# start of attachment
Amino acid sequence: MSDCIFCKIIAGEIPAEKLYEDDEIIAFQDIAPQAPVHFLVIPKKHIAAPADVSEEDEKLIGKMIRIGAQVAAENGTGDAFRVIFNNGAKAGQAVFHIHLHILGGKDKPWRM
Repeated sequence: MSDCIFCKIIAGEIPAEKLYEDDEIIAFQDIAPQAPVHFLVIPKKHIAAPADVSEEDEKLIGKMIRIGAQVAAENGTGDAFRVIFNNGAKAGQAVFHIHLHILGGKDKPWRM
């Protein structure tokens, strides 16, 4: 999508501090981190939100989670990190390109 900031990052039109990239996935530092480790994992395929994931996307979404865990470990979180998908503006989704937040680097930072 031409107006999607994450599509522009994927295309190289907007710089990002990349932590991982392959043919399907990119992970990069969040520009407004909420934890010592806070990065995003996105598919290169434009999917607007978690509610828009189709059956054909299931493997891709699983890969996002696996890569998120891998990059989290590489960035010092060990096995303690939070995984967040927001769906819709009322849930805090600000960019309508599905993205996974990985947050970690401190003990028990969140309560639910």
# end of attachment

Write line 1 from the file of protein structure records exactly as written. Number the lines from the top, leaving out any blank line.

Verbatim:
Amino acid sequence: MSDCIFCKIIAGEIPAEKLYEDDEIIAFQDIAPQAPVHFLVIPKKHIAAPADVSEEDEKLIGKMIRIGAQVAAENGTGDAFRVIFNNGAKAGQAVFHIHLHILGGKDKPWRM